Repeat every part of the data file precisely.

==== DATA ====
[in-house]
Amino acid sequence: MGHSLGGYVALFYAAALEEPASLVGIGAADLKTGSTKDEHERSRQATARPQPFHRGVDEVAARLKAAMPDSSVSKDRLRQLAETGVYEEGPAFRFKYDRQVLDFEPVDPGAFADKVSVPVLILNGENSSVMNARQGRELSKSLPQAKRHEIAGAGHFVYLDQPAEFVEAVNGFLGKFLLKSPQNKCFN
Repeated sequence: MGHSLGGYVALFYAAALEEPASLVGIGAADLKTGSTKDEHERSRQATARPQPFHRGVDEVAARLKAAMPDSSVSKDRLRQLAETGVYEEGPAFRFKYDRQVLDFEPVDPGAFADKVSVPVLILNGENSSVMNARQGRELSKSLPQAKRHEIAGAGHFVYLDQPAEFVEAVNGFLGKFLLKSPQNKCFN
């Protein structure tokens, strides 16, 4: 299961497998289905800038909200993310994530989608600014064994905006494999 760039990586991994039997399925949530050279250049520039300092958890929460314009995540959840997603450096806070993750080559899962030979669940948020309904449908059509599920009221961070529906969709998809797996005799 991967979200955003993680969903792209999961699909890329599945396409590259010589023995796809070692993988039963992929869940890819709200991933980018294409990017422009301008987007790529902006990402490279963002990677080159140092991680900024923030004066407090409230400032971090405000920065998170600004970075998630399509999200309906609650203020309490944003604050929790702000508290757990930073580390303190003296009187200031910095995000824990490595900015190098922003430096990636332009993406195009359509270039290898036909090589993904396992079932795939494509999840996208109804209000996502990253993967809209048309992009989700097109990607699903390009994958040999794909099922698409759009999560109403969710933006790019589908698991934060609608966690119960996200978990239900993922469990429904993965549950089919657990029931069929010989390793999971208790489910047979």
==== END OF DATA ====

[in-house]
Amino acid sequence: MGHSLGGYVALFYAAALEEPASLVGIGAADLKTGSTKDEHERSRQATARPQPFHRGVDEVAARLKAAMPDSSVSKDRLRQLAETGVYEEGPAFRFKYDRQVLDFEPVDPGAFADKVSVPVLILNGENSSVMNARQGRELSKSLPQAKRHEIAGAGHFVYLDQPAEFVEAVNGFLGKFLLKSPQNKCFN
Repeated sequence: MGHSLGGYVALFYAAALEEPASLVGIGAADLKTGSTKDEHERSRQATARPQPFHRGVDEVAARLKAAMPDSSVSKDRLRQLAETGVYEEGPAFRFKYDRQVLDFEPVDPGAFADKVSVPVLILNGENSSVMNARQGRELSKSLPQAKRHEIAGAGHFVYLDQPAEFVEAVNGFLGKFLLKSPQNKCFN
């Protein structure tokens, strides 16, 4: 299961497998289905800038909200993310994530989608600014064994905006494999 760039990586991994039997399925949530050279250049520039300092958890929460314009995540959840997603450096806070993750080559899962030979669940948020309904449908059509599920009221961070529906969709998809797996005799 991967979200955003993680969903792209999961699909890329599945396409590259010589023995796809070692993988039963992929869940890819709200991933980018294409990017422009301008987007790529902006990402490279963002990677080159140092991680900024923030004066407090409230400032971090405000920065998170600004970075998630399509999200309906609650203020309490944003604050929790702000508290757990930073580390303190003296009187200031910095995000824990490595900015190098922003430096990636332009993406195009359509270039290898036909090589993904396992079932795939494509999840996208109804209000996502990253993967809209048309992009989700097109990607699903390009994958040999794909099922698409759009999560109403969710933006790019589908698991934060609608966690119960996200978990239900993922469990429904993965549950089919657990029931069929010989390793999971208790489910047979």